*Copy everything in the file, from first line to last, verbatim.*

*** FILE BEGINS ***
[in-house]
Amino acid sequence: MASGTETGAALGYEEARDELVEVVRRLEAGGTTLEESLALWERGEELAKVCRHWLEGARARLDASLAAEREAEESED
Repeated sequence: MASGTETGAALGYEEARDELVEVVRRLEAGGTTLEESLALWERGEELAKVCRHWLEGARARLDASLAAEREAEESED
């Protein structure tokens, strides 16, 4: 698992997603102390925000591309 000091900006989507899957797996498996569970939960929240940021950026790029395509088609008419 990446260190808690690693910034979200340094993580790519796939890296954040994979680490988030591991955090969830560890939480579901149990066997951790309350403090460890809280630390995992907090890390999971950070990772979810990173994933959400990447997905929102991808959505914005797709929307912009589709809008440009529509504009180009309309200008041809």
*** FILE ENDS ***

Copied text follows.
[in-house]
Amino acid sequence: MASGTETGAALGYEEARDELVEVVRRLEAGGTTLEESLALWERGEELAKVCRHWLEGARARLDASLAAEREAEESED
Repeated sequence: MASGTETGAALGYEEARDELVEVVRRLEAGGTTLEESLALWERGEELAKVCRHWLEGARARLDASLAAEREAEESED
């Protein structure tokens, strides 16, 4: 698992997603102390925000591309 000091900006989507899957797996498996569970939960929240940021950026790029395509088609008419 990446260190808690690693910034979200340094993580790519796939890296954040994979680490988030591991955090969830560890939480579901149990066997951790309350403090460890809280630390995992907090890390999971950070990772979810990173994933959400990447997905929102991808959505914005797709929307912009589709809008440009529509504009180009309309200008041809």